MEMA and AASA Oppose Illinois Bill that Would Discourage Use of Aftermarket Parts
The Motor & Equipment Manufacturers Association (MEMA) and the Automotive Aftermarket Suppliers Association (AASA), MEMA's light vehicle aftermarket division, have formally opposed a proposed Illinois law that would limit the use of quality aftermarket parts by requiring written consent for the use of non-original equipment aftermarket crash parts.
The bill, S.B. 2104, would be harmful to the automotive aftermarket manufacturing industry, would reduce consumer choice, and put jobs at risk, MEMA wrote in a May 8 letter to Illinois General Assembly House Labor and Commerce Committee Chairman Marcus C. Evans, Jr.
“The language in S.B. 2104 discourages the use of aftermarket replacement parts for motor vehicles. If this bill passes, consumers will be faced with higher repair costs and fewer repair choices, and manufacturing jobs would suffer due to less demand for aftermarket products,” the letter says. “By requiring written consent for the use of non-original equipment aftermarket crash parts, this legislation discourages the use of quality aftermarket parts. This is not only harmful to the industry and consumers but ignores the value and benefit of aftermarket motor vehicle components. Additionally, this legislation in its current form would create confusion for automobile owners, as the bill does not clearly define OEM repair procedures.”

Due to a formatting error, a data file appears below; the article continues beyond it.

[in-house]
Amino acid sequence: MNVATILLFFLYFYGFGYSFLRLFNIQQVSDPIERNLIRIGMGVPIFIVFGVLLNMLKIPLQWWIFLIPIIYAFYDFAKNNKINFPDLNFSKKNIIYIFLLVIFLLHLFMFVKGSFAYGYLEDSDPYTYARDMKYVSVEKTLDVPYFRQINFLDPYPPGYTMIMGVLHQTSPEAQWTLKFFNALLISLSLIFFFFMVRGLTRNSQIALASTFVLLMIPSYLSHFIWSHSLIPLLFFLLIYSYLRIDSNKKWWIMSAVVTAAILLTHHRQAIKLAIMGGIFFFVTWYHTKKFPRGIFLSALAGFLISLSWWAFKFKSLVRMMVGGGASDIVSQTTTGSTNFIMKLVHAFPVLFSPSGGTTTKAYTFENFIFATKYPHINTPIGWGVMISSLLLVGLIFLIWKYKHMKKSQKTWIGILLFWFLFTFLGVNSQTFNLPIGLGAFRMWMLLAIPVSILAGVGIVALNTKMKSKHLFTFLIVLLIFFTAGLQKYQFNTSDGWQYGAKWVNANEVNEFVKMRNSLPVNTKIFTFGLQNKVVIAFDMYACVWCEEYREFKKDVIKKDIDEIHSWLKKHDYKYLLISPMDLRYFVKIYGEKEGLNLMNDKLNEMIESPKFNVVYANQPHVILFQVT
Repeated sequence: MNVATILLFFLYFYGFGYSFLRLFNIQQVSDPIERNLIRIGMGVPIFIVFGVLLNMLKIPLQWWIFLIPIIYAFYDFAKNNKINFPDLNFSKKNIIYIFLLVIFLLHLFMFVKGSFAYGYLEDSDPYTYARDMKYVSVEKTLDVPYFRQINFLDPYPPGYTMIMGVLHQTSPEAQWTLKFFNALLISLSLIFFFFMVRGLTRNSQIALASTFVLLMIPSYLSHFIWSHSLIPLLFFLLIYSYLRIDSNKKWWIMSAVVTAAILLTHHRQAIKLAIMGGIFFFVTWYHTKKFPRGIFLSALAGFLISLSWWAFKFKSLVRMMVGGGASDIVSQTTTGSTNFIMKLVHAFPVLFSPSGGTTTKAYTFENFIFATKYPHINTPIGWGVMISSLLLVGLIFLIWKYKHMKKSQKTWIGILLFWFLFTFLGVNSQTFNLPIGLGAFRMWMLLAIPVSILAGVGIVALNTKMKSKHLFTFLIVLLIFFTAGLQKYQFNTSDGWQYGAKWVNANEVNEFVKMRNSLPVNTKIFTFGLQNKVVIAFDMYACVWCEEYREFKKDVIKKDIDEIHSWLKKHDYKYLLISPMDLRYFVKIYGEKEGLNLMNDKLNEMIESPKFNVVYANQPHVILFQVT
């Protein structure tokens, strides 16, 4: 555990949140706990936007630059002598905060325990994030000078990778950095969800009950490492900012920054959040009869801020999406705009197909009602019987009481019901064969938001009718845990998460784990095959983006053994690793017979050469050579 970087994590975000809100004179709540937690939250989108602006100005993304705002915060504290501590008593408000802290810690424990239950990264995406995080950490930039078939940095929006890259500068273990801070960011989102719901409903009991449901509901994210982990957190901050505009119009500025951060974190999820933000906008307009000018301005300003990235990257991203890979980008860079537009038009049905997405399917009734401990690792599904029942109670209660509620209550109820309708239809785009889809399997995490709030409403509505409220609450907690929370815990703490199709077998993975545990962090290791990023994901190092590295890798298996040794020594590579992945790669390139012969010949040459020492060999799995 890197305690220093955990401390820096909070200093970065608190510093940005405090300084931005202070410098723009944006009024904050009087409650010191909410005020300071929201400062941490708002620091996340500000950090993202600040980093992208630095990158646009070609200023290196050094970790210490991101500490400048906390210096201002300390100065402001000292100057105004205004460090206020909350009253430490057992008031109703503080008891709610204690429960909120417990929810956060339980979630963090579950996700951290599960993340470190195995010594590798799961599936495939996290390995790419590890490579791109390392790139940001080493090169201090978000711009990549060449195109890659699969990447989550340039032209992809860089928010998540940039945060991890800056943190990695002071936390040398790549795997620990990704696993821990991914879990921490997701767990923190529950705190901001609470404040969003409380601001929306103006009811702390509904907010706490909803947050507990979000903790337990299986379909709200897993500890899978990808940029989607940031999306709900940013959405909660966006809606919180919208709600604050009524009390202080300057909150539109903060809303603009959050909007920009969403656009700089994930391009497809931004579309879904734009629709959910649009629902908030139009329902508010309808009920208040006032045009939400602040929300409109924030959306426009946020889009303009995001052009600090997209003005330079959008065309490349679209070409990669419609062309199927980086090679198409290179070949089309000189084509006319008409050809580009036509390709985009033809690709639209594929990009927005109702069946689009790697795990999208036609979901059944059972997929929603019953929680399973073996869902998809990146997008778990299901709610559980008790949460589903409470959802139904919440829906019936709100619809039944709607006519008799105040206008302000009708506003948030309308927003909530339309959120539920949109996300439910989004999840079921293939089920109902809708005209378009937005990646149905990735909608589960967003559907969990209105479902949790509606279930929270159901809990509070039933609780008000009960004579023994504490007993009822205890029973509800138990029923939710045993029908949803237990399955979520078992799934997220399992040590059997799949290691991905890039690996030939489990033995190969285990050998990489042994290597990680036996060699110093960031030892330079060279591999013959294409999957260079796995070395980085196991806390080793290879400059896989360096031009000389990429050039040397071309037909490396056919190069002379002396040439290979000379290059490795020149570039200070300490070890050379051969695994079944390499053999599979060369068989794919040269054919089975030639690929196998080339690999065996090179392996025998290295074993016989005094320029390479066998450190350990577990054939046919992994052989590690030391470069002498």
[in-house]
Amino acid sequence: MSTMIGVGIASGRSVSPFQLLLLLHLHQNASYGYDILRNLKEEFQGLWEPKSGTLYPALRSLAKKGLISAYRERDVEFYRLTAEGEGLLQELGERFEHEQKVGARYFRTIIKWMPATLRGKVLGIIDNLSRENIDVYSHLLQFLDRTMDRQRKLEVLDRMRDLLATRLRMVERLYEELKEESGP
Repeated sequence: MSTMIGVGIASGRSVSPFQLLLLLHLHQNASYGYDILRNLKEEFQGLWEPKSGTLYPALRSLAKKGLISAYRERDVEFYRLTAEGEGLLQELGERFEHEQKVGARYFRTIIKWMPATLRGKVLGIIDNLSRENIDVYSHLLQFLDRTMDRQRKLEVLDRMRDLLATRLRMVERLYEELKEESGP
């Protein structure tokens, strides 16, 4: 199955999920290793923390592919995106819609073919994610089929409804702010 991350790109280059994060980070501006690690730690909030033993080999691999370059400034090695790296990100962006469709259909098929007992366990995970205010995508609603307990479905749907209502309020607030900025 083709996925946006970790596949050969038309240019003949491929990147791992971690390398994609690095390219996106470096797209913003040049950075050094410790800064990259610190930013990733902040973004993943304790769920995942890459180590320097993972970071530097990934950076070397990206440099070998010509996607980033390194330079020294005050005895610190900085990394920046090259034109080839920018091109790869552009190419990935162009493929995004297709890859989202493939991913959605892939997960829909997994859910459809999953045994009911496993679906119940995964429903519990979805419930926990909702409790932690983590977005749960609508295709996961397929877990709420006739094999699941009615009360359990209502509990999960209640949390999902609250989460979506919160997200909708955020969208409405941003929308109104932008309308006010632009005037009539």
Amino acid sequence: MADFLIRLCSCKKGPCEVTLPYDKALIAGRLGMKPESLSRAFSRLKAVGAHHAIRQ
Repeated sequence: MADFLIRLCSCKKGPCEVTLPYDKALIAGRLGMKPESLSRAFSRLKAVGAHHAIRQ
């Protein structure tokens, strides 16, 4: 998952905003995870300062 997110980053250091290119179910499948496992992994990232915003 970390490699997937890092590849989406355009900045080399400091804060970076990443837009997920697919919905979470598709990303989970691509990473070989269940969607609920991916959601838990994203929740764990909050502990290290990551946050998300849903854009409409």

The U.S. automotive light vehicle aftermarket is a $305 billion industry that includes manufacturing, remanufacturing, distribution, retailing, and installation of all vehicle parts, chemicals, tools, equipment, and accessories. Most automotive aftermarket maintenance and repair work takes place in independent repair shops or at vehicle manufacturers’ dealerships. Independent repair shops comprise approximately 70 percent of the service bay capacity and provide a convenient and affordable solution for vehicle service.